Before you start coding a web application. You must read this.

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How Browsers Work: Behind the scenes of modern web browsers

An excellent resource for you to know before you code. 

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Nagios - How it works, the workflow!

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While working on a Nagios setup, its often difficult to explain how it works. I beleive in principle of "A picture says thousand word". Hence, started searching the internet, but didn't found any which is simple and easy to understand.

So created my own. For all those Nagios lovers, here's my version of it.

Hope this helps many people, like me!

- Ani
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AWS for newbie

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If you are new to amazon's web services aka. Amazon cloud you must go and visit slideshare,search for aws. There are end number of documents and presentations to help you to start with. But before heading to slideshare, please read all the official whitepapers.
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EnStratus: A Service to Manage Your Cloud Infrastructure by @alexwilliams

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via Twitter

September 15, 2013 at 08:29PM
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Distributing Your Blog Content: The Best Auto-Posting Services

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via Twitter

September 15, 2013 at 07:32PM
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Checking and detecting host Virtualization

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How to check if the host is running as Virtual Machine (VM) or Physical Machine? and more importantly which Virtualization technology?

So here it is how to acheive that. Run the following command as superuser (root) :
dmidecode -s system-manufacturer
the output should be something


then run

dmidecode | grep -i "vm" 

it should show result like

Product Name: KVM 
(which means running KVM Virtualization)

Product Name: HVM domU 
(which means running XEN Virtualization)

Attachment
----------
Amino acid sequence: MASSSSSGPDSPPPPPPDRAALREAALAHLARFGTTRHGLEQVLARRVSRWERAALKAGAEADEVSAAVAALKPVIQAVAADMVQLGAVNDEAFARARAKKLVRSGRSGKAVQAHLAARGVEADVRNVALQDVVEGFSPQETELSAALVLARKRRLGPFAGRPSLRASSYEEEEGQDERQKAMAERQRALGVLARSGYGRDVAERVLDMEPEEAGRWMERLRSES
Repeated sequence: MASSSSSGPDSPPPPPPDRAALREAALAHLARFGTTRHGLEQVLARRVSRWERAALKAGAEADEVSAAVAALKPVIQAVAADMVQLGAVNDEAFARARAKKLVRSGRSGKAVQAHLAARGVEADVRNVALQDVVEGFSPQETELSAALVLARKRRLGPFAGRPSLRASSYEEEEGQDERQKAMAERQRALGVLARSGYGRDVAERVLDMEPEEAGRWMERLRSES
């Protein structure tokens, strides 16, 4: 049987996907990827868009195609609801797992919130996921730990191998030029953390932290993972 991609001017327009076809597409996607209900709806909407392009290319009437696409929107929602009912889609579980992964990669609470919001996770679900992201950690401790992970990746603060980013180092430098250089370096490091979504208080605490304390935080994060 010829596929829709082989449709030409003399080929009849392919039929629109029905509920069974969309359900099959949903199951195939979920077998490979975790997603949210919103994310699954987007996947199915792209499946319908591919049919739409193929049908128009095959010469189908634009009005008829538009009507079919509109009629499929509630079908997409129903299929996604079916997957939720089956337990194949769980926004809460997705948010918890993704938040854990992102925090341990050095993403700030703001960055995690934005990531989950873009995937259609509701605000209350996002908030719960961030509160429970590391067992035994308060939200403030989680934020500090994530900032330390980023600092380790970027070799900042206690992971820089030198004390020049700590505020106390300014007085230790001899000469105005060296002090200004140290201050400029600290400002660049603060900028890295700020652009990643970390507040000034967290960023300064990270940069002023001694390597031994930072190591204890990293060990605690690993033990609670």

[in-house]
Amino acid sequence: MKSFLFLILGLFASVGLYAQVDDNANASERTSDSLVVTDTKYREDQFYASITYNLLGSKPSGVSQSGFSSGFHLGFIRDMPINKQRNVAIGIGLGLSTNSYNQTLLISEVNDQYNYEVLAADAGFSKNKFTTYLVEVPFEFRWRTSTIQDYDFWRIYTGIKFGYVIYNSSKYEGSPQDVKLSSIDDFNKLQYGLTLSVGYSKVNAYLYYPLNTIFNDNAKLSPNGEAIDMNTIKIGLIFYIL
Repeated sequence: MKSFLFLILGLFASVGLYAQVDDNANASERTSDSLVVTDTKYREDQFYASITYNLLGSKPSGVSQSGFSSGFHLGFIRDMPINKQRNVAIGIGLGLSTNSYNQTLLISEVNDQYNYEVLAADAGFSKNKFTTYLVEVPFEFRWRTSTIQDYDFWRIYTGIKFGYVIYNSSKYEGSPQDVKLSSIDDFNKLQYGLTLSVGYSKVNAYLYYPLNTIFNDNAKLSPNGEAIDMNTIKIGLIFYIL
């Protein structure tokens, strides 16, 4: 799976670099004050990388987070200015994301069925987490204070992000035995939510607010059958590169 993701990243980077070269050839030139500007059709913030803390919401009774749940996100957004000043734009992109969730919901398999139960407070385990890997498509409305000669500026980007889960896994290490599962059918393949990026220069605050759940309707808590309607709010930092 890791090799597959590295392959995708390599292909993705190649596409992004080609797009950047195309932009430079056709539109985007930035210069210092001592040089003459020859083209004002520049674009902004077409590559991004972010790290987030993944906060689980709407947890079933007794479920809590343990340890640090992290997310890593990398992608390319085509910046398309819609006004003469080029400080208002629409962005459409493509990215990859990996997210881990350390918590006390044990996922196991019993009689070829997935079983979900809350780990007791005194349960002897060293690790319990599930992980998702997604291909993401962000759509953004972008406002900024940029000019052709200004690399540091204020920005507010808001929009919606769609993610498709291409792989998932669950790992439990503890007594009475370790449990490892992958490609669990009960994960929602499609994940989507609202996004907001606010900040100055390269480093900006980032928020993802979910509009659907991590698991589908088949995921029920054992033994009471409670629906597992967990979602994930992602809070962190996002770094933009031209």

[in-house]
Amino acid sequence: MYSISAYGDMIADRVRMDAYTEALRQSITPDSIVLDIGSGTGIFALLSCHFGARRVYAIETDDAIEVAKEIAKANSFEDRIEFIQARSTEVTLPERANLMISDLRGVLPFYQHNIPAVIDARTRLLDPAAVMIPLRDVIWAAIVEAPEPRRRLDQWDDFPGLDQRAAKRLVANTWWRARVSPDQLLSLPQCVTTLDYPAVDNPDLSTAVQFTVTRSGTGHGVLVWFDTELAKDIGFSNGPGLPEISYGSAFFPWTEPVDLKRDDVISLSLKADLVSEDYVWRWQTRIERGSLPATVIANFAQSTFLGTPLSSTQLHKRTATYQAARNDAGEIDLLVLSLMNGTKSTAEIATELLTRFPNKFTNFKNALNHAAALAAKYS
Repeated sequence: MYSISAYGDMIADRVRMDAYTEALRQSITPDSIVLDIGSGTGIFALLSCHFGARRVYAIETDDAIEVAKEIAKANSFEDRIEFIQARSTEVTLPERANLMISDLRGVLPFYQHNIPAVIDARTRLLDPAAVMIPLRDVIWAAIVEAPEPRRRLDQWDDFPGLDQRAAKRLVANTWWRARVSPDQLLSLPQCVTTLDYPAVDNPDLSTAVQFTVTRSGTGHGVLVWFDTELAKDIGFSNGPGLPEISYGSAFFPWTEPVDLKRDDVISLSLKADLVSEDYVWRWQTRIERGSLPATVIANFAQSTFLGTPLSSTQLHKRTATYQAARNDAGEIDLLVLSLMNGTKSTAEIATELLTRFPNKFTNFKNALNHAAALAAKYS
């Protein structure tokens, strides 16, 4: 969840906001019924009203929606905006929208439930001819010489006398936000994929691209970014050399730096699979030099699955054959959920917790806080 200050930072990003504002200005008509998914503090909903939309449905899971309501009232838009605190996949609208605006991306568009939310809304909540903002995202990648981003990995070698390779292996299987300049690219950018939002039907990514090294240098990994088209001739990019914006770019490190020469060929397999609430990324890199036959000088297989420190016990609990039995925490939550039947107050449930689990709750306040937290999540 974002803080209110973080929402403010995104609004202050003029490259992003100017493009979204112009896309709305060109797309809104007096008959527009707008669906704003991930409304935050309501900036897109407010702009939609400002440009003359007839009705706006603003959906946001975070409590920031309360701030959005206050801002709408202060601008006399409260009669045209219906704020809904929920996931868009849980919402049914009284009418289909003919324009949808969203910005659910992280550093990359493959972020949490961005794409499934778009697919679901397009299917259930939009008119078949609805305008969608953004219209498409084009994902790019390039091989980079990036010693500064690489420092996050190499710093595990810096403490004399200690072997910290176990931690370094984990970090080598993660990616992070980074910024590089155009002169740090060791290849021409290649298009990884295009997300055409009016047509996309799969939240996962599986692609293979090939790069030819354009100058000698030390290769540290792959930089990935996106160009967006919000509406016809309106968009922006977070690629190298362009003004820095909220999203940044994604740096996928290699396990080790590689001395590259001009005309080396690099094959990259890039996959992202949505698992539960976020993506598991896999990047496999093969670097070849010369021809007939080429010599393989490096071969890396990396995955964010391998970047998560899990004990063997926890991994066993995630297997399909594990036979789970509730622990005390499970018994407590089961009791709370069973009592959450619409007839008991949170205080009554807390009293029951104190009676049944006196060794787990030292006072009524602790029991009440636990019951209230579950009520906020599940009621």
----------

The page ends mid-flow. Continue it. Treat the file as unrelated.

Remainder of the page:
then run

dmesg | grep -i virtual

Different virtual host will throw different output, similar to :


VMware vmxnet virtual NIC driver
   Vendor: VMware    Model: Virtual disk      Rev: 1.0
 hda: VMware Virtual IDE CDROM Drive, ATAPI CD/DVD-ROM drive

 Qemu or KVM

 CPU: AMD QEMU Virtual CPU version 0.9.1 stepping 03
  skipping (on a virtual guest)

or sometime

[    0.000000] Booting paravirtualized kernel on KVM

Microsoft VirtualPC:

 # dmesg | grep -i virtual
 hda: Virtual HD, ATA DISK drive
 hdc: Virtual CD, ATAPI CD/DVD-ROM drive

Xen :

# dmesg | grep -i xen
Xen virtual console successfully installed as tty1

Virtuozzo :

# dmesg
(returns no output)

# cat /var/log/dmesg
(returns no output)

# ls -al /proc/vz
veinfo  veinfo_redir  veredir  vestat  vzaquota  vzdata

On longer-running systems, you may need to grep /var/log/dmesg instead.

If that doesn't produce anything useful, try using dmidecode to look at the BIOS information. Frequently, there will be at least one component identifying itself as virtualized:


     # dmidecode | egrep -i 'manufacturer|product'
     Manufacturer: VMware, Inc.
     Product Name: VMware Virtual Platform

Microsoft VirtualPC:

     # dmidecode | egrep -i 'manufacturer|product'
     Manufacturer: Microsoft Corporation
     Product Name: Virtual Machine


     # dmidecode | egrep -i 'vendor'
     Vendor: QEMU


     # dmidecode
     /dev/mem: Permission denied


     # dmidecode | grep -i domU
           Product Name: HVM domU

You should just examine the output of dmidecode directly rather than trying to grep as above, in case the output changes. QEMU, for example, doesn't report the vendor in all versions.

Next, check disk devices for identification as virtualized:


    # cat /proc/ide/hd*/model
    VMware Virtual IDE CDROM Drive
    # cat /proc/scsi/scsi
    Attached devices:
    Host: scsi0 Channel: 00 Id: 00 Lun: 00
      Vendor: VMware   Model: Virtual disk     Rev: 1.0
      Type:   Direct-Access                    ANSI SCSI revision: 02

Microsoft VirtualPC:

    # cat /proc/ide/hd*/model
    Virtual HD
    Virtual CD

QEMU, KVM, or Xen:

    # cat /proc/ide/hd*/model


    # ls -al /dev/vzfs
    b-----x--- 1 root root 0, 19 2009-04-06 15:04 /dev/vzfs

The following bash script can also be used.

#!/bin/bash -
# @configure_input@
# Copyright (C) 2008-2011 Red Hat Inc.
# This program is free software; you can redistribute it and/or modify
# it under the terms of the GNU General Public License as published by
# the Free Software Foundation; either version 2 of the License, or
# (at your option) any later version.
# This program is distributed in the hope that it will be useful,
# but WITHOUT ANY WARRANTY; without even the implied warranty of
# GNU General Public License for more details.
# You should have received a copy of the GNU General Public License
# along with this program; if not, write to the Free Software
# Foundation, Inc., 675 Mass Ave, Cambridge, MA 02139, USA.

# 'virt-what' tries to detect the type of virtualization being
# used (or none at all if we're running on bare-metal).  It prints